posted by leftover_scrabble_rack at 4:32 PM on June 6 [2 favorites]


Some ideas. Splashing cold water on my face when I am feeling anxious to activate the "dive reflex." Doing a brief gratitude practice - writing down 5 things I am grateful for that day. Asking myself "what will I let go of today?" each morning. Doing a cat/cow and some twists on a yoga mat. Booking 3pm for a "boba break" and eating a boba ice cream pop then. Take a shower and listen to "Soak up the sun." Making myself a cup of hot tea. No multitasking at work - one tab open at a time. I've found the "Therapy in a Nutshell" YouTube videos to be really helpful, actionable and practical.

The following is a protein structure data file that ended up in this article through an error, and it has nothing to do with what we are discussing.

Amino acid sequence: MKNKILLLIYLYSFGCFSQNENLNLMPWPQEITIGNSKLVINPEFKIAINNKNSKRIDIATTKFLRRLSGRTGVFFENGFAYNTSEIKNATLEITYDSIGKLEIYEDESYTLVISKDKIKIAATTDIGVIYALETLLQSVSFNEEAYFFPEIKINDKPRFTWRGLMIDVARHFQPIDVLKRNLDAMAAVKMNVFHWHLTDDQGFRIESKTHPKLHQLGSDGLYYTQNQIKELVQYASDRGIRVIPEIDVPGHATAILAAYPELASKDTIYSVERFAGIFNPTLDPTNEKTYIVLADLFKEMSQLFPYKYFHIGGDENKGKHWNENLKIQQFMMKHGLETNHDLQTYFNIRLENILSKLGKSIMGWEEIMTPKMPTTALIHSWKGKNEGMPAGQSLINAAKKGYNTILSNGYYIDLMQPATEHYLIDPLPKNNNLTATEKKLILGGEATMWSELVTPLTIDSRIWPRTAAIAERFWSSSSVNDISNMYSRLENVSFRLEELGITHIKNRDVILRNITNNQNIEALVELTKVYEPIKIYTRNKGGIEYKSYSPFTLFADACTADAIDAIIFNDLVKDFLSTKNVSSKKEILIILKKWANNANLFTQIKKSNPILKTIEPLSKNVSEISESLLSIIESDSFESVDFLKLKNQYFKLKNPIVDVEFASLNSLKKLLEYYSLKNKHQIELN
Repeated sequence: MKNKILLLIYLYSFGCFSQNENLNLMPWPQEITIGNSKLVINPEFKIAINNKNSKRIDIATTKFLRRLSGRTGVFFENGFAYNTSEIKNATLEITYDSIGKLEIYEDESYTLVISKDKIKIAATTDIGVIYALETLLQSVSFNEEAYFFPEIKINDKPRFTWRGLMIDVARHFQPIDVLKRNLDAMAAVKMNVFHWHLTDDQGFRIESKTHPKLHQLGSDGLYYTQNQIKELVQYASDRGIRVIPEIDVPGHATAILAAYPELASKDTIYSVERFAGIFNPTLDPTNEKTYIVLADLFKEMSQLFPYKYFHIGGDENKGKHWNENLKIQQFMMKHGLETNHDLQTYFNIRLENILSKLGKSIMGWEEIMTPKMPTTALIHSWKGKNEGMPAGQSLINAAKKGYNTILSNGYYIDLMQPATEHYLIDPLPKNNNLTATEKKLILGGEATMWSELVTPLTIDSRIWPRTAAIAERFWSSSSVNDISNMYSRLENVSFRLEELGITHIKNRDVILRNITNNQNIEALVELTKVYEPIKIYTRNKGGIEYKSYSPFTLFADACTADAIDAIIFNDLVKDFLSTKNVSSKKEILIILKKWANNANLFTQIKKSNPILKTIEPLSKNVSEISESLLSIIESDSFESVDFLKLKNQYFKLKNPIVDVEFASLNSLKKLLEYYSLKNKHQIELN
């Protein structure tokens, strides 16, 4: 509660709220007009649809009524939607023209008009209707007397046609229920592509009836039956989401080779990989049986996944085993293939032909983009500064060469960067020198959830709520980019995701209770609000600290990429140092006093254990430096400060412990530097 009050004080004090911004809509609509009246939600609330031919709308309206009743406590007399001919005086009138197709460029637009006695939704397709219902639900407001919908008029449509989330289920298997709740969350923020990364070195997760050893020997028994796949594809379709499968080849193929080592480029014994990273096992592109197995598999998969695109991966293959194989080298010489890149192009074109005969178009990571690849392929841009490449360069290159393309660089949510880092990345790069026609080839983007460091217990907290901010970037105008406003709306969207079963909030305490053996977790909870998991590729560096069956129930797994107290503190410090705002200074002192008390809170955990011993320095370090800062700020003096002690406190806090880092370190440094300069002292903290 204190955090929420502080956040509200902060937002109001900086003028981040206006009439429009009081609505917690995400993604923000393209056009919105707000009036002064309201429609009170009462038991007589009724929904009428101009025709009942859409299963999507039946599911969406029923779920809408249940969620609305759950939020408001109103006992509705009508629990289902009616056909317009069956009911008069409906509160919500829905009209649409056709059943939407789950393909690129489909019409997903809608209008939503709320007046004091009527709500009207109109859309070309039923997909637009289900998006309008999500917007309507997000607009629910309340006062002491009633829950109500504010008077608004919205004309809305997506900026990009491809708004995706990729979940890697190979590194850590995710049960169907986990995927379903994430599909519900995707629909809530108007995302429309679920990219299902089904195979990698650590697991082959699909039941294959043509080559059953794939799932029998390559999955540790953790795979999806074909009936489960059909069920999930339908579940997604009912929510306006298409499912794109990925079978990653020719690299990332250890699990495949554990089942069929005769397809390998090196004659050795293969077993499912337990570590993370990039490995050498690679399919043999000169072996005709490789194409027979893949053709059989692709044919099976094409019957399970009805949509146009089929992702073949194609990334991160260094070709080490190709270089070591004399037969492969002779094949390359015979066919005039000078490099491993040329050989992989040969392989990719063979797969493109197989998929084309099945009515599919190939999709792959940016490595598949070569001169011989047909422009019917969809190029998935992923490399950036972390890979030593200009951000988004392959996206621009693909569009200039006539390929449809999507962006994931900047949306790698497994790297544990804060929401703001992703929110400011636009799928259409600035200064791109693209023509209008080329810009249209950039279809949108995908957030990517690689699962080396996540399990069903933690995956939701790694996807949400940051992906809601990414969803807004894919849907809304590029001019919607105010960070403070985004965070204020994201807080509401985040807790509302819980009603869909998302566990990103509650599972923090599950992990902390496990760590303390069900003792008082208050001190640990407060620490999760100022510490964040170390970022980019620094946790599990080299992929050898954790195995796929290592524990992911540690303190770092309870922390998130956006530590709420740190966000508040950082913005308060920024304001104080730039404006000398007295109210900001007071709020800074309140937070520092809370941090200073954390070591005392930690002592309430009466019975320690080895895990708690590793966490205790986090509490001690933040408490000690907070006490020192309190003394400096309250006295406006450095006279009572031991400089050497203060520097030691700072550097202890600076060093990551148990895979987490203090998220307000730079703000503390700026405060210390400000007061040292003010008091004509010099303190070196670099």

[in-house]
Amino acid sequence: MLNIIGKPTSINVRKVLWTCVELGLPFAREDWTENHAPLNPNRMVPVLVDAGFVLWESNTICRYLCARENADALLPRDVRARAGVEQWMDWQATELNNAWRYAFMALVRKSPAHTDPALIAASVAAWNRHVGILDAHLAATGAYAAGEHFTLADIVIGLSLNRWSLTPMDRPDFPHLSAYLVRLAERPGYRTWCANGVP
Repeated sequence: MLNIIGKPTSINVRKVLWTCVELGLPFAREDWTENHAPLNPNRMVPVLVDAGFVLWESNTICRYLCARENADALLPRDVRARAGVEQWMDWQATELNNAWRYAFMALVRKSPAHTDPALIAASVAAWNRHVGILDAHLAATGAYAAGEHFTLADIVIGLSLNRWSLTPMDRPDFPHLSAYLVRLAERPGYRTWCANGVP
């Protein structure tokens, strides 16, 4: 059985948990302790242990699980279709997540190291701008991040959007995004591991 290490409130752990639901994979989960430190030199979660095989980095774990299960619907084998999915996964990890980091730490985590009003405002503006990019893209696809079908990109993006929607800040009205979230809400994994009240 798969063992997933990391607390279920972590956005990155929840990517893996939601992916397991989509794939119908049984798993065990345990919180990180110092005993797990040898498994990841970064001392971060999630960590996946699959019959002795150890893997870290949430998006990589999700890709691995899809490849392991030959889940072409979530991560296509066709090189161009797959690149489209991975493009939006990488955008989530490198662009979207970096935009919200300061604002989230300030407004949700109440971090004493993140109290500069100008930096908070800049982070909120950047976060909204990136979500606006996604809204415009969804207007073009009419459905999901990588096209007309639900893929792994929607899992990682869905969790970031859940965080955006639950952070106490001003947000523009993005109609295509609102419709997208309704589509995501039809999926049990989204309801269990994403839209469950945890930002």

To be honest, I experienced the greatest improvements with therapy and getting on anti-depressants. I felt like I was piecing together attempts at well-ness through these little bandaid hacks, but therapy and medication have been very very helpful.
posted by ellerhodes at 5:37 PM on June 6 [1 favorite]


Even though it made me feel like a grandma, I bought one of those pill keeper thingies and I am finally taking vitamin D every day.
posted by yawper at 11:06 AM on June 7